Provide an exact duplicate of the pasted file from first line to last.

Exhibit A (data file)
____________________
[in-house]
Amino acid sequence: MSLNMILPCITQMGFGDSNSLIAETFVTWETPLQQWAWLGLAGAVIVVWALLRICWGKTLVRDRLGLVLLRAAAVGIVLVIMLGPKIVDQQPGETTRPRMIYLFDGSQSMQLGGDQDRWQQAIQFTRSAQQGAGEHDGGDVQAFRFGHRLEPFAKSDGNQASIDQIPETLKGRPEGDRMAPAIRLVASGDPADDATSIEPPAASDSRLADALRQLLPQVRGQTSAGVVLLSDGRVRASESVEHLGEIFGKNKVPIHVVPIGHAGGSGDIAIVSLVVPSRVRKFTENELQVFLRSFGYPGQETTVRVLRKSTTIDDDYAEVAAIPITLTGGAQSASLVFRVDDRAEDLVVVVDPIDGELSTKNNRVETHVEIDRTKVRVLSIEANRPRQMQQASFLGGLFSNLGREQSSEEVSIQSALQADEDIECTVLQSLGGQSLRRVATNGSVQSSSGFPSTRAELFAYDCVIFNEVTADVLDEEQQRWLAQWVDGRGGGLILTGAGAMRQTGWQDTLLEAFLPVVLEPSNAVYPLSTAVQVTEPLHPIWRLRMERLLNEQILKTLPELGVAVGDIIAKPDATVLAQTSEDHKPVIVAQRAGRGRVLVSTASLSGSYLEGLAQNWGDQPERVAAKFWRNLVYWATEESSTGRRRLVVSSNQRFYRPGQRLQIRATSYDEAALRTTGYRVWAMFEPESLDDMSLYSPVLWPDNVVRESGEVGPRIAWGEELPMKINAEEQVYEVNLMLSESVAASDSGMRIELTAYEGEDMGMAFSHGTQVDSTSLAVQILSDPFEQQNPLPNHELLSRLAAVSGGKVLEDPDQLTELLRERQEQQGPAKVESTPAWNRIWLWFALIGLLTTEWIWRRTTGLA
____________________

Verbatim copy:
[in-house]
Amino acid sequence: MSLNMILPCITQMGFGDSNSLIAETFVTWETPLQQWAWLGLAGAVIVVWALLRICWGKTLVRDRLGLVLLRAAAVGIVLVIMLGPKIVDQQPGETTRPRMIYLFDGSQSMQLGGDQDRWQQAIQFTRSAQQGAGEHDGGDVQAFRFGHRLEPFAKSDGNQASIDQIPETLKGRPEGDRMAPAIRLVASGDPADDATSIEPPAASDSRLADALRQLLPQVRGQTSAGVVLLSDGRVRASESVEHLGEIFGKNKVPIHVVPIGHAGGSGDIAIVSLVVPSRVRKFTENELQVFLRSFGYPGQETTVRVLRKSTTIDDDYAEVAAIPITLTGGAQSASLVFRVDDRAEDLVVVVDPIDGELSTKNNRVETHVEIDRTKVRVLSIEANRPRQMQQASFLGGLFSNLGREQSSEEVSIQSALQADEDIECTVLQSLGGQSLRRVATNGSVQSSSGFPSTRAELFAYDCVIFNEVTADVLDEEQQRWLAQWVDGRGGGLILTGAGAMRQTGWQDTLLEAFLPVVLEPSNAVYPLSTAVQVTEPLHPIWRLRMERLLNEQILKTLPELGVAVGDIIAKPDATVLAQTSEDHKPVIVAQRAGRGRVLVSTASLSGSYLEGLAQNWGDQPERVAAKFWRNLVYWATEESSTGRRRLVVSSNQRFYRPGQRLQIRATSYDEAALRTTGYRVWAMFEPESLDDMSLYSPVLWPDNVVRESGEVGPRIAWGEELPMKINAEEQVYEVNLMLSESVAASDSGMRIELTAYEGEDMGMAFSHGTQVDSTSLAVQILSDPFEQQNPLPNHELLSRLAAVSGGKVLEDPDQLTELLRERQEQQGPAKVESTPAWNRIWLWFALIGLLTTEWIWRRTTGLA